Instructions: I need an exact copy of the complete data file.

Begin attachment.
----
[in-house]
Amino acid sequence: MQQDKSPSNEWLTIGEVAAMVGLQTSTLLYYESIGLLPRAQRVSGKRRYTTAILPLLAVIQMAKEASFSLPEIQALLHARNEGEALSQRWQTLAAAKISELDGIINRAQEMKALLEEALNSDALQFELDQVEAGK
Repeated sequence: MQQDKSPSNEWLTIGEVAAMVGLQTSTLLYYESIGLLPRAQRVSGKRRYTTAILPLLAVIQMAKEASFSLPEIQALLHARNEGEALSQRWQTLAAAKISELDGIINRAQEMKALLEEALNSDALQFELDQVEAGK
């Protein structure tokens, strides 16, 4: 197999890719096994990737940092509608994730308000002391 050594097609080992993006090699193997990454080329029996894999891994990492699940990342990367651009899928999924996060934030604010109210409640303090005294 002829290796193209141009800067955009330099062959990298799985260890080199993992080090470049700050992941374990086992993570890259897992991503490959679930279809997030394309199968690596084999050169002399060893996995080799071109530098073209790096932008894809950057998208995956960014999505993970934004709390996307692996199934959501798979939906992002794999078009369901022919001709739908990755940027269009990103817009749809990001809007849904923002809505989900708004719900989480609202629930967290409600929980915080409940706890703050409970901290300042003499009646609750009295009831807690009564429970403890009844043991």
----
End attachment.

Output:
[in-house]
Amino acid sequence: MQQDKSPSNEWLTIGEVAAMVGLQTSTLLYYESIGLLPRAQRVSGKRRYTTAILPLLAVIQMAKEASFSLPEIQALLHARNEGEALSQRWQTLAAAKISELDGIINRAQEMKALLEEALNSDALQFELDQVEAGK
Repeated sequence: MQQDKSPSNEWLTIGEVAAMVGLQTSTLLYYESIGLLPRAQRVSGKRRYTTAILPLLAVIQMAKEASFSLPEIQALLHARNEGEALSQRWQTLAAAKISELDGIINRAQEMKALLEEALNSDALQFELDQVEAGK
């Protein structure tokens, strides 16, 4: 197999890719096994990737940092509608994730308000002391 050594097609080992993006090699193997990454080329029996894999891994990492699940990342990367651009899928999924996060934030604010109210409640303090005294 002829290796193209141009800067955009330099062959990298799985260890080199993992080090470049700050992941374990086992993570890259897992991503490959679930279809997030394309199968690596084999050169002399060893996995080799071109530098073209790096932008894809950057998208995956960014999505993970934004709390996307692996199934959501798979939906992002794999078009369901022919001709739908990755940027269009990103817009749809990001809007849904923002809505989900708004719900989480609202629930967290409600929980915080409940706890703050409970901290300042003499009646609750009295009831807690009564429970403890009844043991």